Close encounter between shark and kayaker seen off Cornish coast

Just when you thought it was safe to go back on the water...

Harriet Agerholm
Monday 23 April 2018 13:32
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Basking shark swims near beachgoers off the Cornwall coast

A close encounter between a kayaker and a shark off the coast of Cornwall has been caught on camera.

The enormous basking shark was one of two spotted near the small coastal village of Porthcurno.

Basking sharks are sometimes mistaken for great white sharks and have jaws up to a metre wide, but they are actually filter feeders that are harmless to humans.

(APEX)

Photographs show a kayaker floating only feet away from the giant fish, seemingly oblivious to the animal swimming beneath.

Basking sharks use more than 5,000 gill rakers to filter plankton from around 1.5 million litres of water an hour.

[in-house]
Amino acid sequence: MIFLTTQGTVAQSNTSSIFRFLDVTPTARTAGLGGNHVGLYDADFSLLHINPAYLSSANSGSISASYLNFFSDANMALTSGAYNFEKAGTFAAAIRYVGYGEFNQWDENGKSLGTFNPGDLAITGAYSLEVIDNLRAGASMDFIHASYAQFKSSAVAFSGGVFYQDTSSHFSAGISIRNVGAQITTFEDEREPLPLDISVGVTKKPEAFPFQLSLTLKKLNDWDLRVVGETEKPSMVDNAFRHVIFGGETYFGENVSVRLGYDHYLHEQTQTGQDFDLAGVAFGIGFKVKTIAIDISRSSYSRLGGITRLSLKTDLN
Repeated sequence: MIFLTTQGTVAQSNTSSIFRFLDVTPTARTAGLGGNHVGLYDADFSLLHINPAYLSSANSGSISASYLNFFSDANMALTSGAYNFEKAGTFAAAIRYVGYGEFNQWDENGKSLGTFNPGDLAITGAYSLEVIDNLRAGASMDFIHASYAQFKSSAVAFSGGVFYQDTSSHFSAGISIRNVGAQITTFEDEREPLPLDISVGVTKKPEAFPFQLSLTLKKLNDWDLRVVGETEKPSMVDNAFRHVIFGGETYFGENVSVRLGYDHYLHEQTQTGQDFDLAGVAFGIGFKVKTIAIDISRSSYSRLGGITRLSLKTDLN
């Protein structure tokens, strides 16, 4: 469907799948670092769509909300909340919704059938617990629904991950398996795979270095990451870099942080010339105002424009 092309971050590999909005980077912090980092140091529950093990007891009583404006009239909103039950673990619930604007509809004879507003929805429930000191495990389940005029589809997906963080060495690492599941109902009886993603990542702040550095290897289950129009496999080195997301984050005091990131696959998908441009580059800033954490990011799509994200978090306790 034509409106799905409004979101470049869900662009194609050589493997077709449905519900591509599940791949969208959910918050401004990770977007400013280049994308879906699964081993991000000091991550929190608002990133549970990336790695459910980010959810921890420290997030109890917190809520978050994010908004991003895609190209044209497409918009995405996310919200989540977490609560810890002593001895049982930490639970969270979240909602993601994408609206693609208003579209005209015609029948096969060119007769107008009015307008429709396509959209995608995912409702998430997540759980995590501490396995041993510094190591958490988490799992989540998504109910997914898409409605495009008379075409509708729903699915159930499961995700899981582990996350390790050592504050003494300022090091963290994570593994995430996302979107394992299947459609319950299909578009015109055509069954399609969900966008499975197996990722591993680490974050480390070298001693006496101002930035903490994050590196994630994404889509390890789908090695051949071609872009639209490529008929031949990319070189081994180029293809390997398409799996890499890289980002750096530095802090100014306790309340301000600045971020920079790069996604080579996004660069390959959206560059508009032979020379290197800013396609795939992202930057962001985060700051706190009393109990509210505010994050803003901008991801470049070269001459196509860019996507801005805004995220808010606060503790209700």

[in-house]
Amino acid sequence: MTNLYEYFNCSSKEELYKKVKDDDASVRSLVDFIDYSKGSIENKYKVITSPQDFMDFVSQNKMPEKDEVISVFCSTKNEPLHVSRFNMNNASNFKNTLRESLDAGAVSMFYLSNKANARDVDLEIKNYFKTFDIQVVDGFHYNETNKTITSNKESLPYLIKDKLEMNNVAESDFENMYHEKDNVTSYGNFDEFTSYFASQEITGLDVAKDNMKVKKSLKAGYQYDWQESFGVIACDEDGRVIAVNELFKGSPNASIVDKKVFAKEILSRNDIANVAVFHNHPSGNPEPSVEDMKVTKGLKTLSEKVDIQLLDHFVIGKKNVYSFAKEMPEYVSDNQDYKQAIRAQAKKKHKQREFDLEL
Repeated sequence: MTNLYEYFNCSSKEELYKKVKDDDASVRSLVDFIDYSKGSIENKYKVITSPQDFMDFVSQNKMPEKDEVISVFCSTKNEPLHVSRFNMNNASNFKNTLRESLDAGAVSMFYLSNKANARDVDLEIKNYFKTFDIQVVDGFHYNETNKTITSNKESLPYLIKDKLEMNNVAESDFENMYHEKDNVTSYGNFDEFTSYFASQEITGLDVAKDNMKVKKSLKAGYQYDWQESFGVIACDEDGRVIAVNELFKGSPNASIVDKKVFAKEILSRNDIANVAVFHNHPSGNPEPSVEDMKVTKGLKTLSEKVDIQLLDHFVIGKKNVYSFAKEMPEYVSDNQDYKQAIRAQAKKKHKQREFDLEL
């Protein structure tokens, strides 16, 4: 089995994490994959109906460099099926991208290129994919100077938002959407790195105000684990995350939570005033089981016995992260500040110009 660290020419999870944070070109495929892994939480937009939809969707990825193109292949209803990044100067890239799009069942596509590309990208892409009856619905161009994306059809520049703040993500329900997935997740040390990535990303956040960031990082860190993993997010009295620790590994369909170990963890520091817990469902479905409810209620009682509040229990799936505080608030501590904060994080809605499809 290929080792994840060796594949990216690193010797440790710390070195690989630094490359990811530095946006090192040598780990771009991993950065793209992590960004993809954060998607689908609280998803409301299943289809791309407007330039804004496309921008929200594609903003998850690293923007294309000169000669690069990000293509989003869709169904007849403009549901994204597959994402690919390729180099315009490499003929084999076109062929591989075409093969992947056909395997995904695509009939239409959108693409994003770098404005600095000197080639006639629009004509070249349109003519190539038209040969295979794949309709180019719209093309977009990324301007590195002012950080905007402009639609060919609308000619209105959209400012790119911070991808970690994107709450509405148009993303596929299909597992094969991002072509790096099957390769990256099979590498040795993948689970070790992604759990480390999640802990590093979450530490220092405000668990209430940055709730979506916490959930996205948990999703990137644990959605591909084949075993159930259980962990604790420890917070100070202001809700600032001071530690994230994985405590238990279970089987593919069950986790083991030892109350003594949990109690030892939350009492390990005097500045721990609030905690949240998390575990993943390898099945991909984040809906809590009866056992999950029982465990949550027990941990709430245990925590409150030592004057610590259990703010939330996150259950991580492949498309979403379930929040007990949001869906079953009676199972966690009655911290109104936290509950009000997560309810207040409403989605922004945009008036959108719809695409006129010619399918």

They can grow up to 39 feet (12 metres) long, making it the world’s second largest fish species, behind only whale sharks.

The species are named basking sharks because they are frequently seen on the surface, scooping up plankton with their giant mouths. But when prey is scarce, they dive up to 3,280 feet (1,000 metres) deep in search of food and stay there for months.

The giant fish travel vast distances in search of food, travelling at only three miles per hour. Little is known about the distribution of basking sharks around the world, but they appear to favour cooler waters and are frequently spotted around the British Isles and the east coast of the US.

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